Bluma and Isaak were never interned in the camps, but they were still survivors. Tamara was born forty years after the Holocaust, but in many ways, she is also a survivor.
For most of her life, the Canadian theatre-maker Tamara Micner has been a “Holocaust avoider”. She learnt to tune out her Jewish family’s involvement with Holocaust conventions, Holocaust book clubs, and yes, even Holocaust brunches. So when Tamara was approached to tell the story of Bluma and Isaak Tischler, grandparents to her friend Yael, she was initially hesitant. “I didn’t wanna go there, you know?” she explains with a sheepish grin.
But go there she does, with honesty, defiance and beigels. Holocaust Brunch is the result of a creative process of healing and of taking ownership of an inherited trauma—even if she’d rather not have to.
From a young Isaak Tischler throwing textbooks at antisemitic bullies, to the millions who survived annihilation by any means possible, Tamara subverts a narrative that depicts Jews as passive victims of the largest genocide in history. With vehemence and fierce humour, she honours her ancestors’ fight for their lives.
The Tischlers reached Canada after spending most of the war in the Soviet Union. Like many Polish Jews, they survived Hitler’s invasion by fleeing eastward, but left behind friends and family whom they would never see again. Upon arrival in the Soviet Union, Isaak was conscripted. Luckily, a hand injury released him from service, allowing him to fulfill a lifelong dream of attending medical school.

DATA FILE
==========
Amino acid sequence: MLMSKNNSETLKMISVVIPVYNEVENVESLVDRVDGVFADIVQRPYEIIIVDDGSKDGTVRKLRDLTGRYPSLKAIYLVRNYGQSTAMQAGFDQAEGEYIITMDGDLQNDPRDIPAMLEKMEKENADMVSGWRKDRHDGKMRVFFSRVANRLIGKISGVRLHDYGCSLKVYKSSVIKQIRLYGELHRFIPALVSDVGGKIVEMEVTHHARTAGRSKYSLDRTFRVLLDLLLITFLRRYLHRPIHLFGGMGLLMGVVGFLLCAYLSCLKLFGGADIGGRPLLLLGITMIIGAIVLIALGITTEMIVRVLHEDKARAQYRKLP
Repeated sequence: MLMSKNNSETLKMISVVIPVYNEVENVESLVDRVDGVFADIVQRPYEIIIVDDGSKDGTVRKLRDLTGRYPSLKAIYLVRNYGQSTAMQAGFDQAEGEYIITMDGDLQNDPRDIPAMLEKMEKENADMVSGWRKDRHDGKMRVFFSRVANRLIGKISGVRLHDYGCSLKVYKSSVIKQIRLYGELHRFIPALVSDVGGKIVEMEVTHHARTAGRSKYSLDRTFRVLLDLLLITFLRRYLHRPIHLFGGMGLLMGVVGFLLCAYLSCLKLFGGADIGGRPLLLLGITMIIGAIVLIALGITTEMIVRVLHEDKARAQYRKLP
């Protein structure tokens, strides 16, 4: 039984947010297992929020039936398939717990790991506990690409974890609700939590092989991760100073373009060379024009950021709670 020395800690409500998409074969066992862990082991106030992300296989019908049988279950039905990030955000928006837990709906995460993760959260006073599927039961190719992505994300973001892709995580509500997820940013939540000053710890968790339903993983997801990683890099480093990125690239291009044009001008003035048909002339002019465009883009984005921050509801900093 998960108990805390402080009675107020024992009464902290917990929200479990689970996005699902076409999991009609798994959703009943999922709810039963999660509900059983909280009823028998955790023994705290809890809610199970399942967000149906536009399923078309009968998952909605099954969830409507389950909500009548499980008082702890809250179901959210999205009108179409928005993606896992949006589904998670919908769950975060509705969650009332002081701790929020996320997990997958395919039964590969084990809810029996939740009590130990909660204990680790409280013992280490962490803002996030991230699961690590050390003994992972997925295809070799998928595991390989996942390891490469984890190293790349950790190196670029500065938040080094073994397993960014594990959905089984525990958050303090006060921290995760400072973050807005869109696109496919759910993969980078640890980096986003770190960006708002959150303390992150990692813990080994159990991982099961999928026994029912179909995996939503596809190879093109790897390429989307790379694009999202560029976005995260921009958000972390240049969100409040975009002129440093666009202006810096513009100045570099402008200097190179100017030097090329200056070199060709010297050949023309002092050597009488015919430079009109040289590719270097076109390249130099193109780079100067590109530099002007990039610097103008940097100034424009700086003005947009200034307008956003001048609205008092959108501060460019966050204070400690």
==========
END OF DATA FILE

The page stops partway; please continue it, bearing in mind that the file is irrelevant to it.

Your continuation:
It was there that he met Bluma, a gifted student who would later become a clinical professor at the University of British Columbia. The author of 35 papers, she won numerous awards for her contributions to medicine, and a postdoctoral fellowship was established in her name at UBC.
Bluma recounts part of this story herself, in a recording which only two people in the world have heard in its entirety. Part is read out from a big blue book that is Isaak’s unpublished memoir. The rest is recounted by Tamara.
As Tamara talks, she ties strings of colourful ribbon together, calmly and methodically. In the Jewish Kabbalah, knots signify relationships that have been broken, then repaired through reflection and introspection. For instance, the ties that were severed during the Holocaust, or Tamara’s relationship to her family history. “Why did all these strings break in the first place?” she wonders, “And why do I have to bring them back together?”
Every once in a while, she puts down the strings and sets a scene for us, an anecdote from her one life. She is eight years old, and tattoos, with marker pen, a series of numbers on her arm. She is in Berlin for a wedding, and the sight of uniformed police gives her a panic attack. She is in an extermination camp in Poland, and, for the first time in her life, she “looks the oven straight in the eye.”
Tamara did not survive a genocide, but she will spend her life surviving its aftermath. She’s funny, uncomfortably so. She feeds the audience beigels (which we goyim know as bagels) and orange juice ‘traumatinis’.
She pokes fun at her family’s obsession with the Holocaust. Sometimes this cracks us up, other times, we chuckle half-heartedly. It is Holocaust Memorial Day, after all. We’re not exactly in a laughing mood.
Holocaust Brunch was performed in collaboration with the Manchester Jewish Museum. The Museum works to preserve Jewish heritage and sharing untold stories through history and art. To check out their initiatives or become a volunteer, visit the Manchester Jewish Museum Website.
Holocaust Brunch will play at Brighton Fringe 6th-10th May, with more dates to be announced.